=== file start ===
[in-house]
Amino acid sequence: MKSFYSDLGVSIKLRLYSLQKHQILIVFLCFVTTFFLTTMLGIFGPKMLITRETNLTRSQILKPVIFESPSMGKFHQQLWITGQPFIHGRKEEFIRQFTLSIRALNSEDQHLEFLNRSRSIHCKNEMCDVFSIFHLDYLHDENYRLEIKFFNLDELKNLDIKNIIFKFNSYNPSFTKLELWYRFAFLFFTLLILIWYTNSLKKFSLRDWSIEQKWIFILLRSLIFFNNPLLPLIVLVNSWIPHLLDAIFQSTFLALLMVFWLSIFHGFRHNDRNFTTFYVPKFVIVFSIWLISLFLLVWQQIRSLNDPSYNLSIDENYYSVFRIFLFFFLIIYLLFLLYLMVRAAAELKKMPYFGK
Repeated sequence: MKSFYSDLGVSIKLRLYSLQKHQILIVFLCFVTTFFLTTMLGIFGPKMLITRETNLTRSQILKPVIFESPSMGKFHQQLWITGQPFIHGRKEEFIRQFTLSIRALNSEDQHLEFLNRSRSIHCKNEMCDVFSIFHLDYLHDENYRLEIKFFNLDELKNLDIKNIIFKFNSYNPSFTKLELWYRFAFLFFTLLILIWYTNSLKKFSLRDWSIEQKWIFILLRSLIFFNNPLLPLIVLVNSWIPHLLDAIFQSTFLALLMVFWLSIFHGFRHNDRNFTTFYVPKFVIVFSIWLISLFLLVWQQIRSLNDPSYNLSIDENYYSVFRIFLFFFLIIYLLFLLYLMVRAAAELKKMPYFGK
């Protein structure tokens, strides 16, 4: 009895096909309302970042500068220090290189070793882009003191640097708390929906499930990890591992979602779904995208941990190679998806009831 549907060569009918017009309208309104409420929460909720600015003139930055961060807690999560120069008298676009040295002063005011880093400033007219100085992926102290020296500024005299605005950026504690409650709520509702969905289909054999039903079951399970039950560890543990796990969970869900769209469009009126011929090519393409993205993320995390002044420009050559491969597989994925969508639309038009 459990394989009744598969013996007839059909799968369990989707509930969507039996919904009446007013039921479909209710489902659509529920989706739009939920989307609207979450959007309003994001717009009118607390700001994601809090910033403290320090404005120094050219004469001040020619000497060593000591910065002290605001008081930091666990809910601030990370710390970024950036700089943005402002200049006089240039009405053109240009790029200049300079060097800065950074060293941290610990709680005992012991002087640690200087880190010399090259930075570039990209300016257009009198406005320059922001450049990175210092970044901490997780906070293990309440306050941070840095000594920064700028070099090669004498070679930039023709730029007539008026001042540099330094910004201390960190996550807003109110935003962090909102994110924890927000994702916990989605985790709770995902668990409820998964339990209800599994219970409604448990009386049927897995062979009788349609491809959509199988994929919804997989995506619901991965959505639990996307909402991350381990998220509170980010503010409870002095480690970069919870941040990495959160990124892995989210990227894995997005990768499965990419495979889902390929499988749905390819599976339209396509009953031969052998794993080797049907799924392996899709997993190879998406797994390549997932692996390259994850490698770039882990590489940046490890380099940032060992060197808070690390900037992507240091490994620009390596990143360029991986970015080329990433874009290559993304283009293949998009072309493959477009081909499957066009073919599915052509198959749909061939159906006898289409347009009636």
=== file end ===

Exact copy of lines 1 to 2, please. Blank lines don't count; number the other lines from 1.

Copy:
[in-house]
Amino acid sequence: MKSFYSDLGVSIKLRLYSLQKHQILIVFLCFVTTFFLTTMLGIFGPKMLITRETNLTRSQILKPVIFESPSMGKFHQQLWITGQPFIHGRKEEFIRQFTLSIRALNSEDQHLEFLNRSRSIHCKNEMCDVFSIFHLDYLHDENYRLEIKFFNLDELKNLDIKNIIFKFNSYNPSFTKLELWYRFAFLFFTLLILIWYTNSLKKFSLRDWSIEQKWIFILLRSLIFFNNPLLPLIVLVNSWIPHLLDAIFQSTFLALLMVFWLSIFHGFRHNDRNFTTFYVPKFVIVFSIWLISLFLLVWQQIRSLNDPSYNLSIDENYYSVFRIFLFFFLIIYLLFLLYLMVRAAAELKKMPYFGK